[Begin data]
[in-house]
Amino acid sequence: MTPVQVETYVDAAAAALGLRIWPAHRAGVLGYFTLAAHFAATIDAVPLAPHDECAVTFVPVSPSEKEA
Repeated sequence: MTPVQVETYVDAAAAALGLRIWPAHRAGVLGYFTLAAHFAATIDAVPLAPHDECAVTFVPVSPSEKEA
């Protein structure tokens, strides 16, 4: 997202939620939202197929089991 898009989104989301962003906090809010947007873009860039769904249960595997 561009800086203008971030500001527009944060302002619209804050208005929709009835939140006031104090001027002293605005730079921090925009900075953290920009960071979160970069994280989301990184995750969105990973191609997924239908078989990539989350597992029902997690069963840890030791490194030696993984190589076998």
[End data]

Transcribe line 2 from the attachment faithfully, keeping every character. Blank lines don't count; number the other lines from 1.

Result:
Amino acid sequence: MTPVQVETYVDAAAAALGLRIWPAHRAGVLGYFTLAAHFAATIDAVPLAPHDECAVTFVPVSPSEKEA